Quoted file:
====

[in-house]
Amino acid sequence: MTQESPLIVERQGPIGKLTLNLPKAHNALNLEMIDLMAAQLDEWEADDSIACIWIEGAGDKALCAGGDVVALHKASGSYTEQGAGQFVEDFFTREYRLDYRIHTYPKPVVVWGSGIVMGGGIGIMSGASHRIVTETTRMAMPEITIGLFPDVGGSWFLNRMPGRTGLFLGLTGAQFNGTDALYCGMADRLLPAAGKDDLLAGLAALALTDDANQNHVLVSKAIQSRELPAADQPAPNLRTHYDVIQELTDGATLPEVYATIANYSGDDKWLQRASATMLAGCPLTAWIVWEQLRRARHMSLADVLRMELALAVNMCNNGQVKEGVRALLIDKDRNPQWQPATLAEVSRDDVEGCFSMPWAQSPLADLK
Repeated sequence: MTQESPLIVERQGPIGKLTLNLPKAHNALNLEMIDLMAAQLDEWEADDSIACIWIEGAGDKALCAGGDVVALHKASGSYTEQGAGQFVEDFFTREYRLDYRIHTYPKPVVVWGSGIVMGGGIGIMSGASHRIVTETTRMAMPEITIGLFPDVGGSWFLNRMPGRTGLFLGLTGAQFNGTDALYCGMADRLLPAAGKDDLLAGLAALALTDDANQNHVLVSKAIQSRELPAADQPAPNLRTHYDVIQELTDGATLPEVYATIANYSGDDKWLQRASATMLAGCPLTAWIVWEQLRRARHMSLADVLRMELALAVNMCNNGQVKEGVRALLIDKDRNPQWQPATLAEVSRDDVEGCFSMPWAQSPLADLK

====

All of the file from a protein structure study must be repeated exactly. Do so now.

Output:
[in-house]
Amino acid sequence: MTQESPLIVERQGPIGKLTLNLPKAHNALNLEMIDLMAAQLDEWEADDSIACIWIEGAGDKALCAGGDVVALHKASGSYTEQGAGQFVEDFFTREYRLDYRIHTYPKPVVVWGSGIVMGGGIGIMSGASHRIVTETTRMAMPEITIGLFPDVGGSWFLNRMPGRTGLFLGLTGAQFNGTDALYCGMADRLLPAAGKDDLLAGLAALALTDDANQNHVLVSKAIQSRELPAADQPAPNLRTHYDVIQELTDGATLPEVYATIANYSGDDKWLQRASATMLAGCPLTAWIVWEQLRRARHMSLADVLRMELALAVNMCNNGQVKEGVRALLIDKDRNPQWQPATLAEVSRDDVEGCFSMPWAQSPLADLK
Repeated sequence: MTQESPLIVERQGPIGKLTLNLPKAHNALNLEMIDLMAAQLDEWEADDSIACIWIEGAGDKALCAGGDVVALHKASGSYTEQGAGQFVEDFFTREYRLDYRIHTYPKPVVVWGSGIVMGGGIGIMSGASHRIVTETTRMAMPEITIGLFPDVGGSWFLNRMPGRTGLFLGLTGAQFNGTDALYCGMADRLLPAAGKDDLLAGLAALALTDDANQNHVLVSKAIQSRELPAADQPAPNLRTHYDVIQELTDGATLPEVYATIANYSGDDKWLQRASATMLAGCPLTAWIVWEQLRRARHMSLADVLRMELALAVNMCNNGQVKEGVRALLIDKDRNPQWQPATLAEVSRDDVEGCFSMPWAQSPLADLK